Man charged in 2 NC heroin overdose deaths after pair found dead in motel

Randy Lee Nead in a photo from the Henderson County Sheriff’s Office

HENDERSONVILLE, N.C. (WNCN) — A man is being held on a $2 million bond in the heroin overdose deaths of two men found dead in a motel room in North Carolina earlier this year.

Henderson County deputies tell local media outlets that Randy Lee Nead of Pullman, Michigan is charged with two counts of second-degree murder distribution of drugs.

Authorities say 33-year-old John Matthew Tucker of Bald Knob, Arkansas and 34-year-old Leonard Paul Lefford Jr. of Allegan, Michigan were found dead in a room at the Mountain Inn and Suites in Flat Rock on Feb. 12.

The coroner determined the pair, who were working construction jobs in the Hendersonville area, died of heroin toxicity. Authorities allege that Nead shipped a package of heroin to the men leading to their deaths.

Officials said that investigators were able to show that the package containing the heroin had been shipped from Michigan by Nead.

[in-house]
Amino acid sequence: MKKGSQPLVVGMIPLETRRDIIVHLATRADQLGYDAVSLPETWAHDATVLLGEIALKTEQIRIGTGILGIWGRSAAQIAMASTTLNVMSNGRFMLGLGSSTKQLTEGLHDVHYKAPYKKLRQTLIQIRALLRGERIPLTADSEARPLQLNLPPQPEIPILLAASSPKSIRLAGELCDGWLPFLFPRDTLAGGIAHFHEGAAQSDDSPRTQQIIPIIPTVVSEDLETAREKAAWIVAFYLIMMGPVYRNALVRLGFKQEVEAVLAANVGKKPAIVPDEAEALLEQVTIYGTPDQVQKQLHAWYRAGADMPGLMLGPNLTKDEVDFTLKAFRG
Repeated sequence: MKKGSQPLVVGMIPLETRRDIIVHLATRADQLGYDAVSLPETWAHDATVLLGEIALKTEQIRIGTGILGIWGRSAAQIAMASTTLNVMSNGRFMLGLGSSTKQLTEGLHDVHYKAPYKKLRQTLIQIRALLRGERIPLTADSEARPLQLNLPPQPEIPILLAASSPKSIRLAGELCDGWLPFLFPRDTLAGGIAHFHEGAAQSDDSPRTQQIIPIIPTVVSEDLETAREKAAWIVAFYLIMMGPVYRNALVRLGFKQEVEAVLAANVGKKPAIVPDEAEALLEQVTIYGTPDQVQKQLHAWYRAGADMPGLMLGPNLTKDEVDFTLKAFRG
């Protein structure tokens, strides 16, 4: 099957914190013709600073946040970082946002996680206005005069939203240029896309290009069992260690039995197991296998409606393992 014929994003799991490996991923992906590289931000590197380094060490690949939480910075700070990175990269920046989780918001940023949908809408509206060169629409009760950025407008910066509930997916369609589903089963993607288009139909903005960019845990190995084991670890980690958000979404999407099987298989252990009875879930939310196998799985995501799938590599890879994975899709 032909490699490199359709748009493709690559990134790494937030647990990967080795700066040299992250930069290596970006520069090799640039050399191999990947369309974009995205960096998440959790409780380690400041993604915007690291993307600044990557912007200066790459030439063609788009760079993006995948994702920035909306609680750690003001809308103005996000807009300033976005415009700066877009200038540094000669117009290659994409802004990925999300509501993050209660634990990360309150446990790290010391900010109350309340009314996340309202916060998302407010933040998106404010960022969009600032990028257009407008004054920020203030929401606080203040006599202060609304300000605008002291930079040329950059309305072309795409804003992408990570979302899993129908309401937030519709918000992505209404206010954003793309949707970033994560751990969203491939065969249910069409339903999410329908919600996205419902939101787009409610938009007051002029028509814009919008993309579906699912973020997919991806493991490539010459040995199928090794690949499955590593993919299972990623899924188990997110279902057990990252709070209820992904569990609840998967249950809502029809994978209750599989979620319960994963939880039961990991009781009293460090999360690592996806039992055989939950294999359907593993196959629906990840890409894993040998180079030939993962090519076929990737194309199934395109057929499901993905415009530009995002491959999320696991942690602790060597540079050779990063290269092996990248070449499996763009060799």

“It was very obvious where this had come from. So investigators were able to trace back through FedEx where this had come from,” Henderson County Sheriff’s Office Public Information Officer Major Frank Stout told WSPA.

In North Carolina, a statute specifically states that the consequence can be a second-degree murder charge if someone distributes opium, cocaine, or meth and the user dies from the drug, WSPA reports

“We feel like the greater responsibility does go to the person that’s voluntarily supplying the illegal narcotic,” said District Attorney Greg Newman.

CBS North Carolina Investigates pulled data from 2010 to 2014 and found the number of people dying just from heroin use has jumped up 584 percent.

In 2014, more than 250 people died of a heroin overdose in North Carolina, according to North Carolina Public Health.

“We will have here in Henderson County 4-5 overdoses per month,” said Henderson County Sheriff’s Office Public Information Officer Major Frank Stout.

Investigators say the challenge is linking the user back to who supplies the drugs ruining lives across the state.

“The reality on the ground here is we are seeing a real problem with the pills prescription narcotics that are the opiates, and now the powder heroin,” said Newman.

If convicted, Nead faces 10 to 30 years in prison for each murder count. He’s also facing charges for distributing those drugs.

Nead was arrested in La Porte, Indiana and extradited to North Carolina. It was not immediately known if he had an attorney.

WOOD-TV, WSPA and The Associated Press contributed to this report

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